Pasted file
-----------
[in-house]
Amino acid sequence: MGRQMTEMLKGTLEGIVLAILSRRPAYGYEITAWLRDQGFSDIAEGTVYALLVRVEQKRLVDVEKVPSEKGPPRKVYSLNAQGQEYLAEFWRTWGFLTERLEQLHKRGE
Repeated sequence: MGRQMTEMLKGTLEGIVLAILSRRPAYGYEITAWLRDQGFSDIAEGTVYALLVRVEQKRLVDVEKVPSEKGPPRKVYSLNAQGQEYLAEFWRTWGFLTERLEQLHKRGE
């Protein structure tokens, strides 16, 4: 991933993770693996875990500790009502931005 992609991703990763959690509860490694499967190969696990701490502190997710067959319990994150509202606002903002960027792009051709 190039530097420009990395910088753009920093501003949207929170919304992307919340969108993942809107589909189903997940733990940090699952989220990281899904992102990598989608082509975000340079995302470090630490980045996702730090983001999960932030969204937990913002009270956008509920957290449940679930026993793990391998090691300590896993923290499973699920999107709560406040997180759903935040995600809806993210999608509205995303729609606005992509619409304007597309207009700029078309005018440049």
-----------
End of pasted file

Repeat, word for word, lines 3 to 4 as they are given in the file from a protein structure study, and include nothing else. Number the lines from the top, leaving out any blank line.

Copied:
Repeated sequence: MGRQMTEMLKGTLEGIVLAILSRRPAYGYEITAWLRDQGFSDIAEGTVYALLVRVEQKRLVDVEKVPSEKGPPRKVYSLNAQGQEYLAEFWRTWGFLTERLEQLHKRGE
């Protein structure tokens, strides 16, 4: 991933993770693996875990500790009502931005 992609991703990763959690509860490694499967190969696990701490502190997710067959319990994150509202606002903002960027792009051709 190039530097420009990395910088753009920093501003949207929170919304992307919340969108993942809107589909189903997940733990940090699952989220990281899904992102990598989608082509975000340079995302470090630490980045996702730090983001999960932030969204937990913002009270956008509920957290449940679930026993793990391998090691300590896993923290499973699920999107709560406040997180759903935040995600809806993210999608509205995303729609606005992509619409304007597309207009700029078309005018440049």